HEALTH BURDEN OF GROUP B STREPTOCOCCI COLONIZATION IN THE OBSTETRIC POPULATION AT UNIVERSITY OF BENIN TEACHING HOSPITAL, BENIN CITY, NIGERIA

  • Edward Eromosele OKOSUN National Postgraduate Medical College of Nigeria (NPMCN)

Abstract

Background: Streptococcus agalactiae or Group B streptococci (GBS), are gram-positive cocci which may be beta-haemolytic; coagulase negative and catalase negative. GBS have been reported as the leading cause of early-onset neonatal sepsis in the industrializednations since the 1970’s. However, only recently has GBS been reported as an importantcause of neonatal sepsis in sub-Saharan Africa. Thirty to fifty per cent of cases of early- onset GBS sepsis develop in neonates born to mothers without clinical risk factors. Women with recto-vaginal colonization by GBS usually have no symptoms of disease. A culture is therefore required to detect the presence of the organism in the vagina or rectum. There are still opportunities for simple preventive measures affecting maternal and child health.

Aim: To estimate the burden of GBS disease in the obstetric and neonatal population at University of Benin Teaching Hospital (UBTH).

Methodology: A prospective cohort study. Swabs were taken from the parturient’s lower vagina and rectum. Four samples were also collected immediately after birth from theneonate’s throat; anterior nares; external ear canals; and base of the umbilical cord. Early- onset GBS neonatal sepsis was defined as confirmed isolation of GBS from blood and/or cerebro-spinal fluid cultures in neonates who presented with clinical features of sepsis. Specimens were selectively enriched in Lim broth before being sub-cultured to supplemented blood agar plates. Suspected bacterial colonies were subjected to biochemical tests and then Group B latex agglutination tests. Data was coded into an IBM SPSS spread sheet and analysed using IBM SPSS Statistics, version 22.0, Chicago, Illinois, U.S.A.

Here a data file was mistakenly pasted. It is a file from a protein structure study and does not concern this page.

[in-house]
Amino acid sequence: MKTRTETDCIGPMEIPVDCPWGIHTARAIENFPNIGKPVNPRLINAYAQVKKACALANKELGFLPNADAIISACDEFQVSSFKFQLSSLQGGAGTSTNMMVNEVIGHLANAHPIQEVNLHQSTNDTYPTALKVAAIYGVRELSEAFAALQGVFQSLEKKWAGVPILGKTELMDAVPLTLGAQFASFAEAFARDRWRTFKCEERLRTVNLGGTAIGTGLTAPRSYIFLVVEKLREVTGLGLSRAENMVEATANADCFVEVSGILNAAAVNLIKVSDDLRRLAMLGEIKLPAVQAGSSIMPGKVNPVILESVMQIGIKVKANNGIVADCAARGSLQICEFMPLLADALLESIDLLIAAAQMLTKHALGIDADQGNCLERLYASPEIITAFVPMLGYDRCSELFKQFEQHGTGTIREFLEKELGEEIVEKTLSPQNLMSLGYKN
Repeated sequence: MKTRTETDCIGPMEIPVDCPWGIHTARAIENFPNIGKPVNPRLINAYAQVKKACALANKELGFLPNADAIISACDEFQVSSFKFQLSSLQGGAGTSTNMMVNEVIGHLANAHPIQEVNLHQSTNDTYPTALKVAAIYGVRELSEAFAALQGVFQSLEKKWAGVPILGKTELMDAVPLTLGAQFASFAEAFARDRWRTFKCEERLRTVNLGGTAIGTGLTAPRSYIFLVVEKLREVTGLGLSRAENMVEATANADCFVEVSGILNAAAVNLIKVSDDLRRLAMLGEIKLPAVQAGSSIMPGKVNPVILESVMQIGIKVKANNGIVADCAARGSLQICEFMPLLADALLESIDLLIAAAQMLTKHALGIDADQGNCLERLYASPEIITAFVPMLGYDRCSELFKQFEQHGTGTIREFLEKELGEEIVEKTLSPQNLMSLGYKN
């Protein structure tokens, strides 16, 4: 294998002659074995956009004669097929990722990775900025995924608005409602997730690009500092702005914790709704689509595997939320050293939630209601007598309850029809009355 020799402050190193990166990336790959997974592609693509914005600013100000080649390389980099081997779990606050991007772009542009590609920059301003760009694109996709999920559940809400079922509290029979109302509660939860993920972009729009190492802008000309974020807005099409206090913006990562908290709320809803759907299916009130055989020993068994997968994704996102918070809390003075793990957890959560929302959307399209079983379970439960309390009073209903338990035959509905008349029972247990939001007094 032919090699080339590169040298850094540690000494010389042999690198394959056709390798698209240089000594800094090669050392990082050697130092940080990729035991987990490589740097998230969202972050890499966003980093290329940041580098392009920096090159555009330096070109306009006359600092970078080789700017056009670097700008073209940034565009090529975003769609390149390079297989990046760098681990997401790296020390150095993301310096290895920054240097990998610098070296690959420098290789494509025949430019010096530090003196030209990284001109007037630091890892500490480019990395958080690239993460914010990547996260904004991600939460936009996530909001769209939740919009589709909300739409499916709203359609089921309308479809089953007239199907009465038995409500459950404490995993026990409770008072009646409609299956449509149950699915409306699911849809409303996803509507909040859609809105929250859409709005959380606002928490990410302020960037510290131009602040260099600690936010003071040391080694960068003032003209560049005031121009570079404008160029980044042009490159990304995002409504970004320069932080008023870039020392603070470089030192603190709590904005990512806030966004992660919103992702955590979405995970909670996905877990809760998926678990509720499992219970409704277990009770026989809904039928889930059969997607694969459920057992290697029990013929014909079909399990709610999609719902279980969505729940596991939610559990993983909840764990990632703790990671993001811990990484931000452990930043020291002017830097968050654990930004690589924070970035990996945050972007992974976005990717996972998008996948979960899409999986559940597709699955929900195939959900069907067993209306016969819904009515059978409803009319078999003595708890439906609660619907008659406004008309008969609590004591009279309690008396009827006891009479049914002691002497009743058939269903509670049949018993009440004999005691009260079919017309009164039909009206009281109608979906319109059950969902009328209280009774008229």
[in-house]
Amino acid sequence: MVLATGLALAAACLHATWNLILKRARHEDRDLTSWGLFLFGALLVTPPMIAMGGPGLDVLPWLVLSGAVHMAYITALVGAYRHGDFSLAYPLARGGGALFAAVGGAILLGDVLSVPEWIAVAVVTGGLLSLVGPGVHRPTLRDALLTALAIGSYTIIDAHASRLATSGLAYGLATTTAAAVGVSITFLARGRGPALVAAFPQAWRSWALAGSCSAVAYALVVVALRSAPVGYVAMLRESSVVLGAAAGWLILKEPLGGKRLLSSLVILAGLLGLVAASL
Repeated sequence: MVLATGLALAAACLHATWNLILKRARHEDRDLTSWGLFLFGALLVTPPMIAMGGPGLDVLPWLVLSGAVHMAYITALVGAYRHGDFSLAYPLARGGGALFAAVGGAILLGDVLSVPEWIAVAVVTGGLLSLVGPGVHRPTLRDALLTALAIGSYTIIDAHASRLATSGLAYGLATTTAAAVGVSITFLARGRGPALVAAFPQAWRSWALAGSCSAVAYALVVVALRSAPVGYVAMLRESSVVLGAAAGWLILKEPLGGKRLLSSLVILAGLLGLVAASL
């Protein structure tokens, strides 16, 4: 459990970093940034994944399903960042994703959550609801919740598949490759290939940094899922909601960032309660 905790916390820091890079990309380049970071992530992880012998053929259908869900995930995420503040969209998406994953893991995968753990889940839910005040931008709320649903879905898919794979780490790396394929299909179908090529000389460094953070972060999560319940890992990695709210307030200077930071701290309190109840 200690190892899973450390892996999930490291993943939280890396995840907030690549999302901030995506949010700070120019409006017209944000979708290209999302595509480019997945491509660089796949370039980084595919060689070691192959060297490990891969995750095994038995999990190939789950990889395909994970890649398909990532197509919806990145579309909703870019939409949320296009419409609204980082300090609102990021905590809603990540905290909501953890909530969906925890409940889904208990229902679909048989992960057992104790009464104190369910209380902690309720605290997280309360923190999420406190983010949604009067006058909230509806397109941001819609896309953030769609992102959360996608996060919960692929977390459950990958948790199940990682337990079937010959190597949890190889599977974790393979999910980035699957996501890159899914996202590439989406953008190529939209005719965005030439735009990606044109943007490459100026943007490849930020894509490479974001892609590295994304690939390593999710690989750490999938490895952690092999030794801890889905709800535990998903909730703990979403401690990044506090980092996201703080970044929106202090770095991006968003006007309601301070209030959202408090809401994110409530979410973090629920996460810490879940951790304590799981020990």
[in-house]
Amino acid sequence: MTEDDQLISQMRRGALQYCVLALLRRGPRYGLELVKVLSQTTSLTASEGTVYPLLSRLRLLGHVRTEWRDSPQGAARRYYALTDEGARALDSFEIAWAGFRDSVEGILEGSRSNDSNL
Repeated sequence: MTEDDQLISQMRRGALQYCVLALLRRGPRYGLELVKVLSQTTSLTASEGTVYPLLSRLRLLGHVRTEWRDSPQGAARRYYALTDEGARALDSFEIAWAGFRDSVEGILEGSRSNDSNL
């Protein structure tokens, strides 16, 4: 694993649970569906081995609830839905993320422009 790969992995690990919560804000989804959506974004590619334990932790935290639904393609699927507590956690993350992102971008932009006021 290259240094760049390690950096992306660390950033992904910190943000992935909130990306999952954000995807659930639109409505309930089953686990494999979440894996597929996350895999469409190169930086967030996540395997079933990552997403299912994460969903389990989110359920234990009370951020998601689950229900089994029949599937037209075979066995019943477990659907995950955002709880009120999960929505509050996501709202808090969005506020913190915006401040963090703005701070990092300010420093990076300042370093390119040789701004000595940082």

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Results: Thirty percent of mother-infant pairs in this study were colonized with GBS. Two percent of colonized mothers developed postpartum endometritis. The early onset invasive neonatal GBS disease among study participants was 7.8% with an attack rate of 25.7% among GBS positive mother-infant pairs, a stillbirth incidence of 1.0% and a case fatality rate of 15.4%.

Conclusion: Maternal recto-vaginal colonization with GBS is prevalent (intrapartum) in the obstetric population delivering at UBTH. It increases the risk of maternal postpartum complications; neonatal colonization with GBS; GBS early-onset neonatal disease (sepsis); and perinatal mortality from GBS sepsis.

Recommendation: Antenatal mothers should receive health education on the significance of GBS screening. Maternal healthcare services should incorporate late antenatal screening (as a surrogate for intrapartum screening) for recto-vaginal colonization by GBS and selective intrapartum antibiotic prophylaxis.

Published
2019-04-08
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